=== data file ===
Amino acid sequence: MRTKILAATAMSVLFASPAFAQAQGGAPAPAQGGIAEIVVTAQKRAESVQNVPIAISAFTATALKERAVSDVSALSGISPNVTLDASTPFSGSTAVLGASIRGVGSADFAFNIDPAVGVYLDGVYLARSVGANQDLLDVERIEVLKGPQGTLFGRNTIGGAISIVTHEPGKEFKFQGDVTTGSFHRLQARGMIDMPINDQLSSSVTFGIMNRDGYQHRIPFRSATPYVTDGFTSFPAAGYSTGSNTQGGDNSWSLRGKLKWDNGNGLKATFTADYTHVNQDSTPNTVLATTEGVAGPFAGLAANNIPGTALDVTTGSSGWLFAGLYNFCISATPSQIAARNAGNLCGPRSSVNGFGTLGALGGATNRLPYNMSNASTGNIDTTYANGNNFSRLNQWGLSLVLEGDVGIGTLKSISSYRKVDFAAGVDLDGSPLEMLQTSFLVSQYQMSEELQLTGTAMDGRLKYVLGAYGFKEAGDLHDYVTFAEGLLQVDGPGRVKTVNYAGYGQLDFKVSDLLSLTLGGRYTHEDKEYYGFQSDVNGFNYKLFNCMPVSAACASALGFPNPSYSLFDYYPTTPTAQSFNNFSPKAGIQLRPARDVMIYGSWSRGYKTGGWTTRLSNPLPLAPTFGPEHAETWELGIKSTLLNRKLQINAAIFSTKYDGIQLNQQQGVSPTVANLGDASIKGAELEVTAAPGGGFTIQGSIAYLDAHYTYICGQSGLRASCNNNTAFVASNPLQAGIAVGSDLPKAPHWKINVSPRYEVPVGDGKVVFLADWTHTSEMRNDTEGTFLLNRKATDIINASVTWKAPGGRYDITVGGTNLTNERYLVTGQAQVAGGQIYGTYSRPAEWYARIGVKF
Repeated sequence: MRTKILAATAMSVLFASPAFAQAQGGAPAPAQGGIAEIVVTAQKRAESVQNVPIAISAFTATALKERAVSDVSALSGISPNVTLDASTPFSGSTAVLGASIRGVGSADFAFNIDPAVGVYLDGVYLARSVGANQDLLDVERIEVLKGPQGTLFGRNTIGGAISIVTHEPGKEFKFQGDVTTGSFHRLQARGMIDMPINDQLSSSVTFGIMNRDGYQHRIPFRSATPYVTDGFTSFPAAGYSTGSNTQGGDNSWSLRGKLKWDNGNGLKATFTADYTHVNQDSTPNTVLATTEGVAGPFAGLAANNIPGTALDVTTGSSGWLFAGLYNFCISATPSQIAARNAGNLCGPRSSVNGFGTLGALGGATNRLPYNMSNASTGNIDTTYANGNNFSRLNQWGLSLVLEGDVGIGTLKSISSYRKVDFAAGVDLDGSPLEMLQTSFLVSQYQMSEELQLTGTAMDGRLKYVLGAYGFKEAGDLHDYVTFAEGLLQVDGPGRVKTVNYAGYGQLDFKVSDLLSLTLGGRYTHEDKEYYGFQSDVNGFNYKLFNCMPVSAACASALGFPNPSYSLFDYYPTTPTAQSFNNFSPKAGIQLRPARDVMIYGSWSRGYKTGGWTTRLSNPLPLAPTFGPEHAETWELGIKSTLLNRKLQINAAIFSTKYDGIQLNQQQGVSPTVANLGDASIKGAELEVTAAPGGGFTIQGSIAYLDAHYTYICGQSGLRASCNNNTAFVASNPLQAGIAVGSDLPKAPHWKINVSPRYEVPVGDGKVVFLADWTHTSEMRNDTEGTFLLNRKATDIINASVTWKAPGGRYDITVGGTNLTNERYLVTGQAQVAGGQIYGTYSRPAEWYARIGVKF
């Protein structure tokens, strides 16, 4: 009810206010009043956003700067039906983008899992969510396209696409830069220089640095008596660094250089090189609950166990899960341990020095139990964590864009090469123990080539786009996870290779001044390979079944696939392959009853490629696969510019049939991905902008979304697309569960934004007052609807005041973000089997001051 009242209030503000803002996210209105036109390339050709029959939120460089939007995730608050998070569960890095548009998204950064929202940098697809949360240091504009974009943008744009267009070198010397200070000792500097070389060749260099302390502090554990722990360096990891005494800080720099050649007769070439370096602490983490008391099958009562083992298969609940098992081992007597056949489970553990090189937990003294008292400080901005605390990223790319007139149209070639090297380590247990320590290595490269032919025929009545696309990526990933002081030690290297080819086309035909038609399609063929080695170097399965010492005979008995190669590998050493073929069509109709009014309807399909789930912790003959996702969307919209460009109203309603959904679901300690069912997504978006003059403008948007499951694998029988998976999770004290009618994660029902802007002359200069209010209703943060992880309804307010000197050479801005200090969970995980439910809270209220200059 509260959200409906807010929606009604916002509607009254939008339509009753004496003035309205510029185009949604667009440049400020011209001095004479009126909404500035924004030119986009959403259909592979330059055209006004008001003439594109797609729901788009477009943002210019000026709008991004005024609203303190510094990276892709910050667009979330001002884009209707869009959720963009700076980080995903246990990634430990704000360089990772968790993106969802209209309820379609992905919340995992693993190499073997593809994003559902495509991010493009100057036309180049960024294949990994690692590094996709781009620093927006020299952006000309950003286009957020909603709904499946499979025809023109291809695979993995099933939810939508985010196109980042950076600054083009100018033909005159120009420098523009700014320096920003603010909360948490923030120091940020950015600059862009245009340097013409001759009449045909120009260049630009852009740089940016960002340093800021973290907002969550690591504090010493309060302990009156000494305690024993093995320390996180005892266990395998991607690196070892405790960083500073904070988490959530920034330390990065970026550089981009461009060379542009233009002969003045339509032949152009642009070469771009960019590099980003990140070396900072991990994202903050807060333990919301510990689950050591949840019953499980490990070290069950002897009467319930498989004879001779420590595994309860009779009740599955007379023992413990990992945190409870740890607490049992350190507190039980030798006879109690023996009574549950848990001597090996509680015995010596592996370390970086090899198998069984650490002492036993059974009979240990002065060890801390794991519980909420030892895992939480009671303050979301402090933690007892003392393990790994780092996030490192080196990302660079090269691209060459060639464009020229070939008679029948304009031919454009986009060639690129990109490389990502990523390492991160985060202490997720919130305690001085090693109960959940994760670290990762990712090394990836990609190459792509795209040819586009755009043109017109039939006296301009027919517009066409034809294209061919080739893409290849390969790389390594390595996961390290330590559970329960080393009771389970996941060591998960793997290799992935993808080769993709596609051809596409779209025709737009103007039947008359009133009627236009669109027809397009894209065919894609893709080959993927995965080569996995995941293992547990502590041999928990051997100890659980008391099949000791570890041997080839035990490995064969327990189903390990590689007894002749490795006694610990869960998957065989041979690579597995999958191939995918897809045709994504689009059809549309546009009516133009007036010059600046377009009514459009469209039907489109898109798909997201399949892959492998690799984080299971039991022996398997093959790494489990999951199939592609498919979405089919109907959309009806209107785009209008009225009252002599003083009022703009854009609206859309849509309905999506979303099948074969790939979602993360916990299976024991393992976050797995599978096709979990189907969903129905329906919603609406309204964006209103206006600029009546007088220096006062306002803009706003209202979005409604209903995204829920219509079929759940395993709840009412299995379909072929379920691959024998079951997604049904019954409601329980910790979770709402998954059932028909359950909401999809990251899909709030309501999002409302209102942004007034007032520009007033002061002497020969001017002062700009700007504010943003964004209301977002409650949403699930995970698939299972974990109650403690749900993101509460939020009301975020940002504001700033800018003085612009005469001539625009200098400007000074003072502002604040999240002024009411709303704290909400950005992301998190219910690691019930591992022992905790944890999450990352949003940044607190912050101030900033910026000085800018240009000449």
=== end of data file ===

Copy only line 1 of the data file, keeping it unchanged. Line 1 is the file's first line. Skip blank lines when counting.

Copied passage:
Amino acid sequence: MRTKILAATAMSVLFASPAFAQAQGGAPAPAQGGIAEIVVTAQKRAESVQNVPIAISAFTATALKERAVSDVSALSGISPNVTLDASTPFSGSTAVLGASIRGVGSADFAFNIDPAVGVYLDGVYLARSVGANQDLLDVERIEVLKGPQGTLFGRNTIGGAISIVTHEPGKEFKFQGDVTTGSFHRLQARGMIDMPINDQLSSSVTFGIMNRDGYQHRIPFRSATPYVTDGFTSFPAAGYSTGSNTQGGDNSWSLRGKLKWDNGNGLKATFTADYTHVNQDSTPNTVLATTEGVAGPFAGLAANNIPGTALDVTTGSSGWLFAGLYNFCISATPSQIAARNAGNLCGPRSSVNGFGTLGALGGATNRLPYNMSNASTGNIDTTYANGNNFSRLNQWGLSLVLEGDVGIGTLKSISSYRKVDFAAGVDLDGSPLEMLQTSFLVSQYQMSEELQLTGTAMDGRLKYVLGAYGFKEAGDLHDYVTFAEGLLQVDGPGRVKTVNYAGYGQLDFKVSDLLSLTLGGRYTHEDKEYYGFQSDVNGFNYKLFNCMPVSAACASALGFPNPSYSLFDYYPTTPTAQSFNNFSPKAGIQLRPARDVMIYGSWSRGYKTGGWTTRLSNPLPLAPTFGPEHAETWELGIKSTLLNRKLQINAAIFSTKYDGIQLNQQQGVSPTVANLGDASIKGAELEVTAAPGGGFTIQGSIAYLDAHYTYICGQSGLRASCNNNTAFVASNPLQAGIAVGSDLPKAPHWKINVSPRYEVPVGDGKVVFLADWTHTSEMRNDTEGTFLLNRKATDIINASVTWKAPGGRYDITVGGTNLTNERYLVTGQAQVAGGQIYGTYSRPAEWYARIGVKF